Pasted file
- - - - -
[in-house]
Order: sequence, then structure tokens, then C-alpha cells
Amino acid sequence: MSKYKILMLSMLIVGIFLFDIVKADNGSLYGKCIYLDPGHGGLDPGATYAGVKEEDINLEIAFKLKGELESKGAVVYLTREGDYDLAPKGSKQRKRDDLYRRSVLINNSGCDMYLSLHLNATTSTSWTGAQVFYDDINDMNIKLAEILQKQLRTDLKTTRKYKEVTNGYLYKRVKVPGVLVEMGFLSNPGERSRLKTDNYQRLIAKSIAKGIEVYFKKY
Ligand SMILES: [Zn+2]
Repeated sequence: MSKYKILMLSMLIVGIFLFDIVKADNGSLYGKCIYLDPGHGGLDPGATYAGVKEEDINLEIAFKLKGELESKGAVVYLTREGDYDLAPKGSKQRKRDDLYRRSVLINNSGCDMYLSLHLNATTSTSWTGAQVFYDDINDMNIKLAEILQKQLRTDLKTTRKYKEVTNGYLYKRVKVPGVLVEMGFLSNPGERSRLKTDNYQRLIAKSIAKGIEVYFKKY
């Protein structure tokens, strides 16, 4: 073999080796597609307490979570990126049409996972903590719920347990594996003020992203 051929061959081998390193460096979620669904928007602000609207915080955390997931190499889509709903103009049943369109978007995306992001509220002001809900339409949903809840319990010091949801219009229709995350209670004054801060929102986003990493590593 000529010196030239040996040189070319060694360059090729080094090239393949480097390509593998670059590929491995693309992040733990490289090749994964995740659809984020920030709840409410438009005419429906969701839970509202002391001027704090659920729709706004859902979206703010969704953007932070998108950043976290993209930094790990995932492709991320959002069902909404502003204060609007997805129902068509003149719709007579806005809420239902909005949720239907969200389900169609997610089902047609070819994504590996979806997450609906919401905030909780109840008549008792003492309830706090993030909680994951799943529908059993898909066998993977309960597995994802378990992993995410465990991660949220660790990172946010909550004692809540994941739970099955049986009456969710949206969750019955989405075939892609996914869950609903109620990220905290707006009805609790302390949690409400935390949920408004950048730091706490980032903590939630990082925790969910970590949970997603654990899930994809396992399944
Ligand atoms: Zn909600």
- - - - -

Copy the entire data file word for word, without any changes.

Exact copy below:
[in-house]
Order: sequence, then structure tokens, then C-alpha cells
Amino acid sequence: MSKYKILMLSMLIVGIFLFDIVKADNGSLYGKCIYLDPGHGGLDPGATYAGVKEEDINLEIAFKLKGELESKGAVVYLTREGDYDLAPKGSKQRKRDDLYRRSVLINNSGCDMYLSLHLNATTSTSWTGAQVFYDDINDMNIKLAEILQKQLRTDLKTTRKYKEVTNGYLYKRVKVPGVLVEMGFLSNPGERSRLKTDNYQRLIAKSIAKGIEVYFKKY
Ligand SMILES: [Zn+2]
Repeated sequence: MSKYKILMLSMLIVGIFLFDIVKADNGSLYGKCIYLDPGHGGLDPGATYAGVKEEDINLEIAFKLKGELESKGAVVYLTREGDYDLAPKGSKQRKRDDLYRRSVLINNSGCDMYLSLHLNATTSTSWTGAQVFYDDINDMNIKLAEILQKQLRTDLKTTRKYKEVTNGYLYKRVKVPGVLVEMGFLSNPGERSRLKTDNYQRLIAKSIAKGIEVYFKKY
């Protein structure tokens, strides 16, 4: 073999080796597609307490979570990126049409996972903590719920347990594996003020992203 051929061959081998390193460096979620669904928007602000609207915080955390997931190499889509709903103009049943369109978007995306992001509220002001809900339409949903809840319990010091949801219009229709995350209670004054801060929102986003990493590593 000529010196030239040996040189070319060694360059090729080094090239393949480097390509593998670059590929491995693309992040733990490289090749994964995740659809984020920030709840409410438009005419429906969701839970509202002391001027704090659920729709706004859902979206703010969704953007932070998108950043976290993209930094790990995932492709991320959002069902909404502003204060609007997805129902068509003149719709007579806005809420239902909005949720239907969200389900169609997610089902047609070819994504590996979806997450609906919401905030909780109840008549008792003492309830706090993030909680994951799943529908059993898909066998993977309960597995994802378990992993995410465990991660949220660790990172946010909550004692809540994941739970099955049986009456969710949206969750019955989405075939892609996914869950609903109620990220905290707006009805609790302390949690409400935390949920408004950048730091706490980032903590939630990082925790969910970590949970997603654990899930994809396992399944
Ligand atoms: Zn909600």